3. Thanks to Dr. Meier for once again having the willingness to venture into the lion’s den, and for providing posts which, though I don’t always agree with them, do provide a clear, articulate, and understandable depiction of a view from the AGW which I suspect many here will concede is not that far from their own views.
    Congratulations also to Anthony. One of the leading reasons I believe that this site is closing in on 50 million hits is that you have been willing and able to recruit and offer presentations from across the spectrum of this debate and to maintain a forum where they can discussed contentiously but mostly without acrimony. It’s a bit sad that this site is such a rarity in that regard, but it is a credit to your personal decency that so many who often disagree with most of your visitors are willing to take the step of exposing their opinions here. I know the amount of abuse and defamation you are exposed to due to your stance on these matters is beyond what I, or probably most of the others here, could imagine enduring, but I think you should take a good deal of reassurance from the fact that so many feel comfortable appearing here and putting their views on the line. The people who seem to really care about discovering the truth in this debate know who you are and, as I do, deeply respect your tireless efforts and honesty. Thanks again for all you do.
    REPLY: Thank you Dave, most sincerely. -Anthony

  4. “If you have the time, just go to Modis satellite images and take a good look at the actual condition of the ”thick” ice. It’s all breaking apart. And the ice blocks (iceberg or else) are floating away. With the current giration and winds (not to account the very warm temps), don’t sing to loud as you might be in for a surprise. Beating 2007 is senseless. Being at one of the lowest level – that is showing a trend and not a recovery one.”
    Thank you Captain Obvious, I think it was stated in this article “it ain’t over until its over” and you post here “you may be in a for a surprise.”…WOW, I hadn’t thought of that after reading the article! Captain Obvious strikes again folks!
    And yes, they talked about how weather influences this as well, and talked about why they used the charts they did. Any other blaringly obvious posts you want to make? I am on a role, and my six shooters full.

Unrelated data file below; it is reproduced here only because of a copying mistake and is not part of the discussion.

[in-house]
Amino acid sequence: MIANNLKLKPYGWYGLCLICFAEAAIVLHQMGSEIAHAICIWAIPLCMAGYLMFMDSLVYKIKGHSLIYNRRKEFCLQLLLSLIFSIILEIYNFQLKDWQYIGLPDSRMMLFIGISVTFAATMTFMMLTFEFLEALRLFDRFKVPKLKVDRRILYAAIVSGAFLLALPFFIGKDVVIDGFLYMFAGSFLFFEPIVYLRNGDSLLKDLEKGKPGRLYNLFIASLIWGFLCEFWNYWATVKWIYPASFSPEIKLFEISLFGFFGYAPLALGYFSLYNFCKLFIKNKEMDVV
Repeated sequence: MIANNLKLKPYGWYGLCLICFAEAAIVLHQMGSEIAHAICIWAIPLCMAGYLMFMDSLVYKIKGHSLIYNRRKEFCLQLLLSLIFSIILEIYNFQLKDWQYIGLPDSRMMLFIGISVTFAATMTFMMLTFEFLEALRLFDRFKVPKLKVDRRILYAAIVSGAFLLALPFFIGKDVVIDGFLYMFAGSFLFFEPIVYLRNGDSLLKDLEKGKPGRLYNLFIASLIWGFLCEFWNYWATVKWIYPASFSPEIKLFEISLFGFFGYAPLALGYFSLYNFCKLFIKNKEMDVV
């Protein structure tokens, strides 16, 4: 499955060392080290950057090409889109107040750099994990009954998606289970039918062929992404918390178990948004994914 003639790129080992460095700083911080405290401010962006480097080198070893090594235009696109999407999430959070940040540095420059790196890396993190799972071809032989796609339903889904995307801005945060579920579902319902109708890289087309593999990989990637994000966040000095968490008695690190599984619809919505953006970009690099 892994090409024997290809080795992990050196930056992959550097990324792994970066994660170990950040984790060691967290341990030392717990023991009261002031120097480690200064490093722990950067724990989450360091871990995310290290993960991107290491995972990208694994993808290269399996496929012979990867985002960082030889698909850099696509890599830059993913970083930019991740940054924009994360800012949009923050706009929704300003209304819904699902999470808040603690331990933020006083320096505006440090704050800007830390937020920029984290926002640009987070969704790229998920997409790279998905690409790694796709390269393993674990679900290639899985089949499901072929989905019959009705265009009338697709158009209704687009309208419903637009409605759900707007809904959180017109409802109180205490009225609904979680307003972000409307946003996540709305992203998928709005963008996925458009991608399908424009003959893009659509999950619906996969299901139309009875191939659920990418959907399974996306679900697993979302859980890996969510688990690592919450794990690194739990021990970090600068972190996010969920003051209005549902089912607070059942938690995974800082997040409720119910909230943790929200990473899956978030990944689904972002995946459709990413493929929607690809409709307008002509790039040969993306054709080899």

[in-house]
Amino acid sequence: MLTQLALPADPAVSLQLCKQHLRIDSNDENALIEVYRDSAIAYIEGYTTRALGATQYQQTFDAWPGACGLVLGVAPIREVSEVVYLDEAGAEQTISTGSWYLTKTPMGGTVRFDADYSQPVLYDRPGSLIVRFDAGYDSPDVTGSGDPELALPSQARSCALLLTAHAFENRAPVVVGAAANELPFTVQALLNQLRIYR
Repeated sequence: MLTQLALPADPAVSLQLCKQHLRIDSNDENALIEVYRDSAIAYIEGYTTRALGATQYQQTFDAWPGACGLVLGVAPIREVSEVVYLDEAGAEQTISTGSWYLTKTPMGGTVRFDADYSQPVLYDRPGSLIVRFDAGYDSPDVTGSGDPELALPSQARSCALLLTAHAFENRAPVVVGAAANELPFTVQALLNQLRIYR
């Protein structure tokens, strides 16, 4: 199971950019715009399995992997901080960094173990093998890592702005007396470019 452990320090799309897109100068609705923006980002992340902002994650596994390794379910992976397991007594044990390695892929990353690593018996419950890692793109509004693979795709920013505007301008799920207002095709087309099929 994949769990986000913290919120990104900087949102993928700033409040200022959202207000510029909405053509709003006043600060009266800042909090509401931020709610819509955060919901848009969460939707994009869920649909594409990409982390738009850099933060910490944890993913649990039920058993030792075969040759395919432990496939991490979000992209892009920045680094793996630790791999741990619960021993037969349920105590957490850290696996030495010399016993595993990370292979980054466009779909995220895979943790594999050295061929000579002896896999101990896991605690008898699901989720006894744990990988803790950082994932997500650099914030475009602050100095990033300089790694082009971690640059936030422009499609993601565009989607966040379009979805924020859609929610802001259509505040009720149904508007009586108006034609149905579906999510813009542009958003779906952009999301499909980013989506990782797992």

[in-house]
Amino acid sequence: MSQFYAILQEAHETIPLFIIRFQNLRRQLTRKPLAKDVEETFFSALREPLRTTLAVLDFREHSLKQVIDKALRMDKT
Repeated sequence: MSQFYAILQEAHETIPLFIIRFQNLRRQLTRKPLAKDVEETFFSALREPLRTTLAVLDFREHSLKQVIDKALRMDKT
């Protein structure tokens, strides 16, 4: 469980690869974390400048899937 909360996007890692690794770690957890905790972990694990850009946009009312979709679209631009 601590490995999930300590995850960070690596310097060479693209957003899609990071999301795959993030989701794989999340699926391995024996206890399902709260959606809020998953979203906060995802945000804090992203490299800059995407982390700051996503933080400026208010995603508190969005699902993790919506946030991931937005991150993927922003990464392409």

5. Dave Wendt says:
    July 14, 2010 at 5:09 pm
    I absolutely agree!!!
    Some of us posters, readers, doctors, researchers, etc. are advancing in science even though hurdles and barriers challenge the way.

  6. Stevengoddard writes:
    “Six weeks later, 2010 extent is very close to 2006 – just as the PIPS data indicated it should be.”
    Yes, you are presenting good evidence that PIPS data is a very good indicator of melt time. That is an important achievement and you can be proud of it. But leave it there. Please don’t say that you predicted the melt time. If you predicted it, then you should have some confirmed hypotheses about melt time which explain how you go about predicting melt times. But your explanation is that you have discovered that PIPS data is a good indicator. Let us embrace humility and be an example to the world.

  7. I am confidently predicting a normal ice minima (or at least 1SD) for NH ice this summer based on sea ice concentrations succintly visualized by CT and SGoddard up to this date. This of course will seem complete off the planet by most but LOL anyway. I am also predicting that the next 6 months will mark the end of the AGW theory based solely on meteoriological data

  8. Steve, while I tend to side with you on the ice discussion, simply saying the same thing, a little louder, is perhaps not the best way to “win”.
    Why do you think the tools you use are better? What do you disagree with in Meier’s evaluation and why? I mean, Meier basically said in the nicest way possible that you don’t know what you’re talking about. Surely you can address those points?
    I agree though, the proof is in the pudding. If you “win” the extent prediction, that is awfully hard to argue with. Good luck!

  9. By contrast, my forecast came three days ahead of the slowdown and was very precise.
    Steven, I’m still really curious. On what was your forecast based?

  10. The whole dialogue about ice melt in the Arctic, both recent and in the distant past, calls to my mind an image: Knights jousting on icebergs. The Knights are clad in the heavy armor of “their science”, impenetrable, protective, expensive, and can fit just one Mann at a time. Their steeds, or in this case, supporting scientistis, are bred for bearing heavy weights and to charge straight ahead, incapable of moving from side to side, as in lacking flexiblility, when conditions warrant. Their lances are pointed to enemies both real and imagined. Their shields at the ready to deflect any and all blows. In the beginning, the landscape was desolate and as far as the eye could see. And, with the warmth of enlightenment, the solid ice begins to crack in huge chunks and proceed in a Southernly direction, each ice sheet becoming somewhat smaller and smaller. Undetered, the Knights joust, amongst themselves at times, but more often with footman who seek to usurp their iceberg. More than jousting however, the Knights bellow at adversaries across an increasing gulf created by a gently warming current of skeptical interest on a Southern route, towards a more middle or equitorial location, that will diminish their territory, and, in the end, their existence. My image is neither a wish nor a prophesy, just an image of the passage of an idea, from whence it came, to where it is, to where it is going.